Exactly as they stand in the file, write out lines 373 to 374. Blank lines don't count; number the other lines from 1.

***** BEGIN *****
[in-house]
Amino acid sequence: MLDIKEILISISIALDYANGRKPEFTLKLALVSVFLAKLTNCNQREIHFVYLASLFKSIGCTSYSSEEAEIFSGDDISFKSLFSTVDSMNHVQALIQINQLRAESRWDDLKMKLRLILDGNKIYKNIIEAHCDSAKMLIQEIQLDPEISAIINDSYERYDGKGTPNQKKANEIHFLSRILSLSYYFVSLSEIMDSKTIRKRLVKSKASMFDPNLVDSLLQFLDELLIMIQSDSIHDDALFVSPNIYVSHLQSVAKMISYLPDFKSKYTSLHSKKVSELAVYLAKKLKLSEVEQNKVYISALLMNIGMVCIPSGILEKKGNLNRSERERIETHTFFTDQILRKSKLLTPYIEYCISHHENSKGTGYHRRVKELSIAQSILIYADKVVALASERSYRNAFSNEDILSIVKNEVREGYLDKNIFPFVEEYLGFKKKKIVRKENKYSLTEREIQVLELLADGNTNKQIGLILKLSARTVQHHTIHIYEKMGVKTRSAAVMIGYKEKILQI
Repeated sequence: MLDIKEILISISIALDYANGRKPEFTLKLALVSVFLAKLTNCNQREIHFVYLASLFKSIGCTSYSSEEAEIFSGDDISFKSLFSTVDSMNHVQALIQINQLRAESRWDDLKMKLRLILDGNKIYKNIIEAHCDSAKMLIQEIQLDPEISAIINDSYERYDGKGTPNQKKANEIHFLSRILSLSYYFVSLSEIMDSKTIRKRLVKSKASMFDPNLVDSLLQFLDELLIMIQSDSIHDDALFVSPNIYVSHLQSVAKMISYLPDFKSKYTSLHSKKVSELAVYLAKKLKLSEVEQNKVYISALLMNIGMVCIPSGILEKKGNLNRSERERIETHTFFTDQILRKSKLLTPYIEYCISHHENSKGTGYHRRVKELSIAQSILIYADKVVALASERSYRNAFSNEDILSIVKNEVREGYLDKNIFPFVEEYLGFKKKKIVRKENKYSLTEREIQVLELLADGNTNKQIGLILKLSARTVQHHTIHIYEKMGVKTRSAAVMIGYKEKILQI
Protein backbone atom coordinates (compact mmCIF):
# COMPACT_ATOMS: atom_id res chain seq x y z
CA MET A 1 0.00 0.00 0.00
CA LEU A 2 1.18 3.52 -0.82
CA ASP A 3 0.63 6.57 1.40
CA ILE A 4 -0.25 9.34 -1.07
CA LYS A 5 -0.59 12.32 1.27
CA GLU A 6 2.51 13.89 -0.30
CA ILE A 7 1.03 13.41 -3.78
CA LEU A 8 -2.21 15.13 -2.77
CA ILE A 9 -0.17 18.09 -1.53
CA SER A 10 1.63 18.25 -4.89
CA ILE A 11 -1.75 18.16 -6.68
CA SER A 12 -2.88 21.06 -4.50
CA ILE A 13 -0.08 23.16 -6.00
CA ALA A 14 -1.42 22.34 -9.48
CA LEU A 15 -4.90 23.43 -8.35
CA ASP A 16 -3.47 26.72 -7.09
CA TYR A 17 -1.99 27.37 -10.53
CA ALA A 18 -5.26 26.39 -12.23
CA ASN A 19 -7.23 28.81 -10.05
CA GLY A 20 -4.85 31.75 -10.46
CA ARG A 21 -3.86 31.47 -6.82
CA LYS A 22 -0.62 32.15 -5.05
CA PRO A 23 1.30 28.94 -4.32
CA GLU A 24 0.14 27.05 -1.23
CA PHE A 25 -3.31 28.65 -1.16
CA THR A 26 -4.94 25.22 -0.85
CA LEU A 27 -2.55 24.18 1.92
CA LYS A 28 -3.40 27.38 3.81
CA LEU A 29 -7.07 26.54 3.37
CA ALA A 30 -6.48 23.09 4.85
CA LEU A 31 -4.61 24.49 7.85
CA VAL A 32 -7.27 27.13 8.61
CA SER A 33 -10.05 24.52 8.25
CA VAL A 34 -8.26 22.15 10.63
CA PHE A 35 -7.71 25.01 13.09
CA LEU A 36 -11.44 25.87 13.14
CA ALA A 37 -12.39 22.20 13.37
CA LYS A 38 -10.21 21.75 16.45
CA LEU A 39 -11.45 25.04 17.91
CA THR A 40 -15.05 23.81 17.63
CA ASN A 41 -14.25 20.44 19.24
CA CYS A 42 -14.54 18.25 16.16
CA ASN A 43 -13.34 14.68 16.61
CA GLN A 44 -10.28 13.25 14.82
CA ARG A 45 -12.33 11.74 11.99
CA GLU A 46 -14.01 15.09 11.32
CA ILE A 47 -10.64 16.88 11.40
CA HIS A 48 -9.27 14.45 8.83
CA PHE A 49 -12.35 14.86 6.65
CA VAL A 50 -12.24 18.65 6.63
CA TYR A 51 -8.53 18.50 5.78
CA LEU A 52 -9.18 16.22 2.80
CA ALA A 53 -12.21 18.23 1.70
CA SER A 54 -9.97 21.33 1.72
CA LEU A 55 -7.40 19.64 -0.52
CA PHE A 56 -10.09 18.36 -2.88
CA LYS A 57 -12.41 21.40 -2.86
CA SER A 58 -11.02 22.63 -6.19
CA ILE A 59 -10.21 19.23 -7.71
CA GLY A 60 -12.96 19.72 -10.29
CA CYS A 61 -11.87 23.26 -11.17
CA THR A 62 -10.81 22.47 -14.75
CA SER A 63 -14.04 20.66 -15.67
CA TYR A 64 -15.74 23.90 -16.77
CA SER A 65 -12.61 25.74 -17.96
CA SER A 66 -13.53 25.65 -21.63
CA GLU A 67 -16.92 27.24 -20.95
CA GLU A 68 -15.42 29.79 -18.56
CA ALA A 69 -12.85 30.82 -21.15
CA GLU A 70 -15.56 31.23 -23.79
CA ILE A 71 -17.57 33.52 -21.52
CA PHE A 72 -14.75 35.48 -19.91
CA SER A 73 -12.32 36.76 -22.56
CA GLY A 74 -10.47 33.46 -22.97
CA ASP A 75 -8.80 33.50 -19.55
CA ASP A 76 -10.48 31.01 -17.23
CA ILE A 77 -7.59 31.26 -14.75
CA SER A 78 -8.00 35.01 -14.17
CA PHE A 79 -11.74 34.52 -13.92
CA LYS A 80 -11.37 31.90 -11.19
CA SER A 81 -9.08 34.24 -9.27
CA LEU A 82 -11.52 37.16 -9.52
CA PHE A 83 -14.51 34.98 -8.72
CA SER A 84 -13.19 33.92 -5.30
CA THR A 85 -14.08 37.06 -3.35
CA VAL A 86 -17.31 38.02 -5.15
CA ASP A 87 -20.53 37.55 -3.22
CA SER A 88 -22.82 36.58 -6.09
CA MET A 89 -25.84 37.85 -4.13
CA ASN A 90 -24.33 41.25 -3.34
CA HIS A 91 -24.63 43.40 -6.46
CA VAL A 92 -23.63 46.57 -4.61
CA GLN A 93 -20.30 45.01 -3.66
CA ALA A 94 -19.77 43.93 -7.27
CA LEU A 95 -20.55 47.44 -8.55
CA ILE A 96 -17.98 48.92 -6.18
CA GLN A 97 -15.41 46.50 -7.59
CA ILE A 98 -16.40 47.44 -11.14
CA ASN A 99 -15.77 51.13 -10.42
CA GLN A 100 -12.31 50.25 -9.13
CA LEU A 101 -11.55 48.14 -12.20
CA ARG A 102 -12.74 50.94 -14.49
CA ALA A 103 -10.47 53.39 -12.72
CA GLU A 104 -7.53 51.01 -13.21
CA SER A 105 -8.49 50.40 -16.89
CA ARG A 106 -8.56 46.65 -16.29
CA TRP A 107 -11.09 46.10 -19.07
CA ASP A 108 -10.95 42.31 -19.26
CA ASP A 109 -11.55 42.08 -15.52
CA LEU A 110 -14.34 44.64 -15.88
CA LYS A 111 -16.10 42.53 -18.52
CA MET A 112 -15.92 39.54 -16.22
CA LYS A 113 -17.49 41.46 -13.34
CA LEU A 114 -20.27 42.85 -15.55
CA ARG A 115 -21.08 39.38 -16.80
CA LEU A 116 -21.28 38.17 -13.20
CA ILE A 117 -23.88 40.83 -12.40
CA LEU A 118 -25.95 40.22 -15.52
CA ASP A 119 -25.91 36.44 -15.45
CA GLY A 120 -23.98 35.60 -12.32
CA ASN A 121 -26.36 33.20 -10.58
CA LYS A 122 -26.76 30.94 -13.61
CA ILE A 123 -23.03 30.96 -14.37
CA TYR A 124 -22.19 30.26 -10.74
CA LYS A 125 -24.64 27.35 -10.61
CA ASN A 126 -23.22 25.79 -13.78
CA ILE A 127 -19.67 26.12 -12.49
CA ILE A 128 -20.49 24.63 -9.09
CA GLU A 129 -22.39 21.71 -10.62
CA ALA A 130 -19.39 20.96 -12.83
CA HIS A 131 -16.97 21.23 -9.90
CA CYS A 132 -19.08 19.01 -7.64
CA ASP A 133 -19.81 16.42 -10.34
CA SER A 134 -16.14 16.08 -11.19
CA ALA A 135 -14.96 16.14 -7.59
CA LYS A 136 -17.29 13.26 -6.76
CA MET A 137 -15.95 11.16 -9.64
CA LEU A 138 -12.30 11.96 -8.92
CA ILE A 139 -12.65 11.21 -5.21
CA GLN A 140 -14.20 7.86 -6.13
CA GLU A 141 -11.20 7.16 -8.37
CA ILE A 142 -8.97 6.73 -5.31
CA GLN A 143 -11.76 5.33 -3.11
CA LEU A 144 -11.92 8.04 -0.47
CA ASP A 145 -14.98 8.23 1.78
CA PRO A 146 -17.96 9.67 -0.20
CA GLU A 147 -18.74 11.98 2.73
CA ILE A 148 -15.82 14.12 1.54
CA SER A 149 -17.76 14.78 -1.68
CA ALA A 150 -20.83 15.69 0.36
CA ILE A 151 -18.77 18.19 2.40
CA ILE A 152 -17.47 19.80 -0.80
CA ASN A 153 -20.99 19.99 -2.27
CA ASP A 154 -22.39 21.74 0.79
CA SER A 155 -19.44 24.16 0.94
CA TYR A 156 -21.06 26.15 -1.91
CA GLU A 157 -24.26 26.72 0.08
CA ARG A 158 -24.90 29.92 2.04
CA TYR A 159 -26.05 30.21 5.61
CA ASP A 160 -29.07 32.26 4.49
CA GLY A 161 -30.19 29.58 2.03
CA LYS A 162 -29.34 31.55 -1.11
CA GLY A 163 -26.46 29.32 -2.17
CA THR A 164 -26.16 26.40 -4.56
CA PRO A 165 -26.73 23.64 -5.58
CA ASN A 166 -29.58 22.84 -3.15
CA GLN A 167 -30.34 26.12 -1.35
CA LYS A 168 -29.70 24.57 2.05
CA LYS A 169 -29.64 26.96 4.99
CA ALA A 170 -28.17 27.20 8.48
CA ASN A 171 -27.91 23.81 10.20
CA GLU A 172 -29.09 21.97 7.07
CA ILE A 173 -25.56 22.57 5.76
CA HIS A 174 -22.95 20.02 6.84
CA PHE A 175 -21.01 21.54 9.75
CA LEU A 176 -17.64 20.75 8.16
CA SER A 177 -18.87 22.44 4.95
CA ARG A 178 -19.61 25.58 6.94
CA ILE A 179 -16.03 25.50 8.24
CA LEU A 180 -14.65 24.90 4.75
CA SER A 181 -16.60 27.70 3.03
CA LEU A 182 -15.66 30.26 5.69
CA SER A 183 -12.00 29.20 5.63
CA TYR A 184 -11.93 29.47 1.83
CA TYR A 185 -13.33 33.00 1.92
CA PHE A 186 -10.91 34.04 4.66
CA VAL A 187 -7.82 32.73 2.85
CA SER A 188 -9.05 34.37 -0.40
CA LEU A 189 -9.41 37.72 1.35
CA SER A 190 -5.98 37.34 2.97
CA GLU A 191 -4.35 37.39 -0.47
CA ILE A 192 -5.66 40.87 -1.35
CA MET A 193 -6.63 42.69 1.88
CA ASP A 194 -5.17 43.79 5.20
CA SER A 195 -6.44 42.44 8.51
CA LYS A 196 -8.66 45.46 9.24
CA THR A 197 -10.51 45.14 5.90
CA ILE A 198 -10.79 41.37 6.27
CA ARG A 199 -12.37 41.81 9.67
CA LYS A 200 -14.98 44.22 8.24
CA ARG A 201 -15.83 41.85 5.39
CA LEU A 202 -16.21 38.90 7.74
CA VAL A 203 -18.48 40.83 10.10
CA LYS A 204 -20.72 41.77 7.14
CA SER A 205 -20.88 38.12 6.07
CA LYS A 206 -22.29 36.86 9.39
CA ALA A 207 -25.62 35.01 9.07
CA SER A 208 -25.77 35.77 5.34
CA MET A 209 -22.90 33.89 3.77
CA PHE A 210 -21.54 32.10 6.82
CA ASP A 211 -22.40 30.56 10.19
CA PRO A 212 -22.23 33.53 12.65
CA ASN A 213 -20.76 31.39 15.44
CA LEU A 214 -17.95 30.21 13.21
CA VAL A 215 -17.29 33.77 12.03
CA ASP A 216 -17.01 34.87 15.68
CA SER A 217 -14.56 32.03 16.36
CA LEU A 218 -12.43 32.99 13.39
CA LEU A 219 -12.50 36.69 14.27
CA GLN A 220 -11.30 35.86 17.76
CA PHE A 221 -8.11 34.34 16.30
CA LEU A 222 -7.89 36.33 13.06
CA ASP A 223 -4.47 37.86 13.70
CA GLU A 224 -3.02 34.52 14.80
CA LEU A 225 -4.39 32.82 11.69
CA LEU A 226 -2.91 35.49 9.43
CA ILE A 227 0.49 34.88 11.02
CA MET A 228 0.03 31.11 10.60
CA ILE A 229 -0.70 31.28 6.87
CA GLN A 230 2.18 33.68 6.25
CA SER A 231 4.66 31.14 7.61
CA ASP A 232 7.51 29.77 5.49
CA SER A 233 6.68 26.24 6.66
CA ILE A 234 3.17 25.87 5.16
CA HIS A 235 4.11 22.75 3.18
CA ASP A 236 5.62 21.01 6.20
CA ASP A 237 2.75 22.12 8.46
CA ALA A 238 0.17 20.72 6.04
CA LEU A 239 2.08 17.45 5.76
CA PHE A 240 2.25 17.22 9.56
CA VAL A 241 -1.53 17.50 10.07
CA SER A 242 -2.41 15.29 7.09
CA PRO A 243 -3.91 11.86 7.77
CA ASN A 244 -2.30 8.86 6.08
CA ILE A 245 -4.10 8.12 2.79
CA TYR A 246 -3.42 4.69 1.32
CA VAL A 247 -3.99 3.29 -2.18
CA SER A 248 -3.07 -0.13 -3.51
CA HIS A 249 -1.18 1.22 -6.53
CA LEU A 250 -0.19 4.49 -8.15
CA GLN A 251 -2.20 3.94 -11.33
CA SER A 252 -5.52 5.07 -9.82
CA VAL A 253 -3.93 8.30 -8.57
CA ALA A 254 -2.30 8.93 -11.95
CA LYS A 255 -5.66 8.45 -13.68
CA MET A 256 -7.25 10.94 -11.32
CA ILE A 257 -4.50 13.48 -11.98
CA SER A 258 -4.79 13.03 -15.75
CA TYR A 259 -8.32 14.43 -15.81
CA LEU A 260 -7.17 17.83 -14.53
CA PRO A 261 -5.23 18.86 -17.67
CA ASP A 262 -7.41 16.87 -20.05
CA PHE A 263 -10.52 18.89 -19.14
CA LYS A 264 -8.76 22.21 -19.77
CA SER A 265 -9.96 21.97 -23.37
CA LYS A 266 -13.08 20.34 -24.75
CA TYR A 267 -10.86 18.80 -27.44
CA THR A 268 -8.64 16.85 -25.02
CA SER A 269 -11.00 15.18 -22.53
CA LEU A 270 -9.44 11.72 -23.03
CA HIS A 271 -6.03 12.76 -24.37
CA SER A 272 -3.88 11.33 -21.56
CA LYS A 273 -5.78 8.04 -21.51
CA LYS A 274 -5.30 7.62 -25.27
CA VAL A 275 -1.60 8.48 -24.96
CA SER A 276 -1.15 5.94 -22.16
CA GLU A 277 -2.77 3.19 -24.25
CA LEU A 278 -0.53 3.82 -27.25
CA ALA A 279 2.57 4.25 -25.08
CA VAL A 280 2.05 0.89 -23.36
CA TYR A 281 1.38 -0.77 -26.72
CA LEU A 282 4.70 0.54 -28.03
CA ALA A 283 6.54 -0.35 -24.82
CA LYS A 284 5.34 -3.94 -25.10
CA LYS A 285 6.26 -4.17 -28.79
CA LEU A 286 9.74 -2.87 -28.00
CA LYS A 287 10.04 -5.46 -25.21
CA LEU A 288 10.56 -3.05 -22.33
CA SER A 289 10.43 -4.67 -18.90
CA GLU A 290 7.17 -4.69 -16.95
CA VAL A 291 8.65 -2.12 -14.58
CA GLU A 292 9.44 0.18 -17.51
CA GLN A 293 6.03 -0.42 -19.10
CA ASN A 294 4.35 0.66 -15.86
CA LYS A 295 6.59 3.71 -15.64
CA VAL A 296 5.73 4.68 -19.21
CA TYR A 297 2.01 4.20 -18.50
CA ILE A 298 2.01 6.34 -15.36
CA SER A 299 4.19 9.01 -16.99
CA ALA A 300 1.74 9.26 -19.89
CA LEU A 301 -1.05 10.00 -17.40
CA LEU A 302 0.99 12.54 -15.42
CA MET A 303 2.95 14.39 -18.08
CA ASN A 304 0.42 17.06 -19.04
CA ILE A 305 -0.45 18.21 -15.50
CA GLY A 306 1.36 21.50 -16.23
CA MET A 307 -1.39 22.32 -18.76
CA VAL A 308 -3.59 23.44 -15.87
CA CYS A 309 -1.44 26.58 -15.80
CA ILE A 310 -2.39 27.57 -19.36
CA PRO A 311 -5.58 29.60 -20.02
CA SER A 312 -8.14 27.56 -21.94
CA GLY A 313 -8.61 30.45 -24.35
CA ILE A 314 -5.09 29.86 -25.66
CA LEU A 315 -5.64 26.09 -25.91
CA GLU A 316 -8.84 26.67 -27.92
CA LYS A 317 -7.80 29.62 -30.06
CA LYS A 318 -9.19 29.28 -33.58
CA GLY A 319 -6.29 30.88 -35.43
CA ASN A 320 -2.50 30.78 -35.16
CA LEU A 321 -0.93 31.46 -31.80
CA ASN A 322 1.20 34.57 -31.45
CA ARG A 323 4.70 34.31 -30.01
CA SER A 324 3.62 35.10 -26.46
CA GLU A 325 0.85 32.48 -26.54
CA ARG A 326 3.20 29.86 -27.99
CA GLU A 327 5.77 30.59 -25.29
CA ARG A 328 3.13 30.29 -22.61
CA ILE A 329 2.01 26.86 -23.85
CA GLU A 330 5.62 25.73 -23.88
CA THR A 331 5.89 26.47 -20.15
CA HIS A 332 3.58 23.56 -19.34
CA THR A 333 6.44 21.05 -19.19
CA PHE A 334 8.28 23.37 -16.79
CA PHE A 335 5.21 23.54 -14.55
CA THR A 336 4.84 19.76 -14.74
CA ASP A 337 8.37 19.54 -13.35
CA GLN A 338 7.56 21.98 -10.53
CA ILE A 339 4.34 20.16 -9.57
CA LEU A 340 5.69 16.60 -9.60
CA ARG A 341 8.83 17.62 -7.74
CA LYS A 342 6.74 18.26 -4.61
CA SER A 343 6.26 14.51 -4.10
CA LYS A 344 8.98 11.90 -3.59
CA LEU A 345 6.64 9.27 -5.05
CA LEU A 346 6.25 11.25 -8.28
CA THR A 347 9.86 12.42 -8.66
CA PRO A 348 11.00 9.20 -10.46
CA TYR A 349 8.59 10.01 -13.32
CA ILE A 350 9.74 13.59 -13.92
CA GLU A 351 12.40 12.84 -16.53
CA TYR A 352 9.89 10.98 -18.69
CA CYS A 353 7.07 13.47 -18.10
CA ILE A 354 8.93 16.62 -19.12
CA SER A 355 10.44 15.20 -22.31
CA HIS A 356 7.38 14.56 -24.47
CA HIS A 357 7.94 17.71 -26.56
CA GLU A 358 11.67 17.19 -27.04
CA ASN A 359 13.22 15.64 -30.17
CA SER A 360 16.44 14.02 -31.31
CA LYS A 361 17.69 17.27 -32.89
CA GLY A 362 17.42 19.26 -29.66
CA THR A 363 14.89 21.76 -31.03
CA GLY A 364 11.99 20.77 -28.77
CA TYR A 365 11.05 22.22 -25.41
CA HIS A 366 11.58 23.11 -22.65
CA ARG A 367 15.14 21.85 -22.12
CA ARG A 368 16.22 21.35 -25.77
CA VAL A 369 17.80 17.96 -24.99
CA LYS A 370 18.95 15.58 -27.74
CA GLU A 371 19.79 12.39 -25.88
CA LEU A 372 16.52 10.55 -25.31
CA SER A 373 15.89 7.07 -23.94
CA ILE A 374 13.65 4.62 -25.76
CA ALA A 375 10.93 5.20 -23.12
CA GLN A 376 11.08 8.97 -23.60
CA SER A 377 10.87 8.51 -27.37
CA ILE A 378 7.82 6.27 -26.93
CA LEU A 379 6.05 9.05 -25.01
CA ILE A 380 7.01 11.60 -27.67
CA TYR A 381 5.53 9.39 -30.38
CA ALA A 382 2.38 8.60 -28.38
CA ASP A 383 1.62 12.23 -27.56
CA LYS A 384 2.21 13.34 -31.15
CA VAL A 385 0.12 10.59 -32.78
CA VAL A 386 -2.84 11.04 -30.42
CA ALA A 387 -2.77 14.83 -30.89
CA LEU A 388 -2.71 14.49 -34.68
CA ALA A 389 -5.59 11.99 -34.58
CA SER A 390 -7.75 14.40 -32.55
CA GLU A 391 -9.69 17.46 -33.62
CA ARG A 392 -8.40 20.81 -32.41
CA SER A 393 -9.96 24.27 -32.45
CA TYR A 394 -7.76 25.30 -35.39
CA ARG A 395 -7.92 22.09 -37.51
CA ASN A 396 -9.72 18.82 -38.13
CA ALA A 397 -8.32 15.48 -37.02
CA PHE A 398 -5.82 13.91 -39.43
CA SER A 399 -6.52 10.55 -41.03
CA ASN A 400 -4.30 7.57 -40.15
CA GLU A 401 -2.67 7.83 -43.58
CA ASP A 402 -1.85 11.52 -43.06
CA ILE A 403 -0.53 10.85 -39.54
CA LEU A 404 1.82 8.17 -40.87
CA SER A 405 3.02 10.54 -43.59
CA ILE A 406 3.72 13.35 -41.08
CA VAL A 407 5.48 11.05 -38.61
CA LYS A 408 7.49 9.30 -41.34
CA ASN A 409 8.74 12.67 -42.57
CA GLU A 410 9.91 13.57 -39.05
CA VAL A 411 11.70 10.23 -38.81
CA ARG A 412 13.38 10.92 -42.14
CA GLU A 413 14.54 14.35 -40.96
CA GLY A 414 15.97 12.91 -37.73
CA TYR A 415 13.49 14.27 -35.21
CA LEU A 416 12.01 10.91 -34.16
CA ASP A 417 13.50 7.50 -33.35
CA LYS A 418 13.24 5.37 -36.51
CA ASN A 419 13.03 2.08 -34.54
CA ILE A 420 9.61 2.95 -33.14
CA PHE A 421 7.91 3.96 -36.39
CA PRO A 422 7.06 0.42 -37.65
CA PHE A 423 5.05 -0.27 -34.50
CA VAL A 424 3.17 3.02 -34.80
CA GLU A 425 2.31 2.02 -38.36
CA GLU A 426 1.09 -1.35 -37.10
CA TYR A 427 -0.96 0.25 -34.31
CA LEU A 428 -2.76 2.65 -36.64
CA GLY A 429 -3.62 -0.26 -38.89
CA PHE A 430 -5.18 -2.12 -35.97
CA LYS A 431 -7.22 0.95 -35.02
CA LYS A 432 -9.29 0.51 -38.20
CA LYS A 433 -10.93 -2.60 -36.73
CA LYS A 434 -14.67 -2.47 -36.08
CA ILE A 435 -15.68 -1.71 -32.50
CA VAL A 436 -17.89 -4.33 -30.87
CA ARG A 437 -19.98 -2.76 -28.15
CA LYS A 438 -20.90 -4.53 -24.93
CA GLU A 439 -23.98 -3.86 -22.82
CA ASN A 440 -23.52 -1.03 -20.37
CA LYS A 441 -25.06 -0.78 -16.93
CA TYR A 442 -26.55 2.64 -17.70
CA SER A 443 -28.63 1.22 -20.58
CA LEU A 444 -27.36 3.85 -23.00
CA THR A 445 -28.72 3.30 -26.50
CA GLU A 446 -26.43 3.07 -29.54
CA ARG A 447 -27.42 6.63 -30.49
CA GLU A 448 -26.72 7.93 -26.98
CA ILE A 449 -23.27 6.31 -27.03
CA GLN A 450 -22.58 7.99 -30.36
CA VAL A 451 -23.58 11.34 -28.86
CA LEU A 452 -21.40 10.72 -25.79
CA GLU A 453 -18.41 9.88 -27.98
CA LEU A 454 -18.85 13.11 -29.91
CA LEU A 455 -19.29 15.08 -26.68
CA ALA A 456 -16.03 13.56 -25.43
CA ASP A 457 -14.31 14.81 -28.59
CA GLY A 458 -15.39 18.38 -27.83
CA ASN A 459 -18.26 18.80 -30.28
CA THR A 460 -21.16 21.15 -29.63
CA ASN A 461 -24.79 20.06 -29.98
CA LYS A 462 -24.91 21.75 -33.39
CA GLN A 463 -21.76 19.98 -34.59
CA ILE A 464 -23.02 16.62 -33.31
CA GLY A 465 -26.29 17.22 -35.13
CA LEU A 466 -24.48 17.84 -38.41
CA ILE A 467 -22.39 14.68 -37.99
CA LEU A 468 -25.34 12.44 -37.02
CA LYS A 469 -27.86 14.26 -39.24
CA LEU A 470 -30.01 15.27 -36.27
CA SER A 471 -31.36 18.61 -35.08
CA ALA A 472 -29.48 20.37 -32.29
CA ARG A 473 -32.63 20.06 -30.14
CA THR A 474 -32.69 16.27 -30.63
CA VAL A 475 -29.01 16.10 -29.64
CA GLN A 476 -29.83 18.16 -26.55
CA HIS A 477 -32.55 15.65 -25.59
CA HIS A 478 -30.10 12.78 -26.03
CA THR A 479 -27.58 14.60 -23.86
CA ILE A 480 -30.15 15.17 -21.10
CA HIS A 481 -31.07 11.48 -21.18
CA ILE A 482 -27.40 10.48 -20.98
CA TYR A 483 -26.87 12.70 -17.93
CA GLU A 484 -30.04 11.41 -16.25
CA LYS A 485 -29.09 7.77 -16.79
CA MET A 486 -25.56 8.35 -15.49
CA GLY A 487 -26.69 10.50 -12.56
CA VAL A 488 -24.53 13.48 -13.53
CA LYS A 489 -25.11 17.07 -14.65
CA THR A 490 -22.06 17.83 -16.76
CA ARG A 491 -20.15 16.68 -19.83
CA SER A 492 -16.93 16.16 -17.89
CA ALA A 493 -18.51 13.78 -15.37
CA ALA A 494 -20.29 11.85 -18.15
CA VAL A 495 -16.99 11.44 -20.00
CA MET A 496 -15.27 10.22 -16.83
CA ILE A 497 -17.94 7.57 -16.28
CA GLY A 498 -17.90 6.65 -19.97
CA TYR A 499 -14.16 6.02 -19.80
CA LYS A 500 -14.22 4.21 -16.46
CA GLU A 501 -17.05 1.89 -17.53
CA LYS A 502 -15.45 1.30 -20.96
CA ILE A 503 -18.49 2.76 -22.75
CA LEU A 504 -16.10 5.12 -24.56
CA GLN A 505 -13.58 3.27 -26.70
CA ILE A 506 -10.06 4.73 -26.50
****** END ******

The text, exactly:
CA ARG A 368 16.22 21.35 -25.77
CA VAL A 369 17.80 17.96 -24.99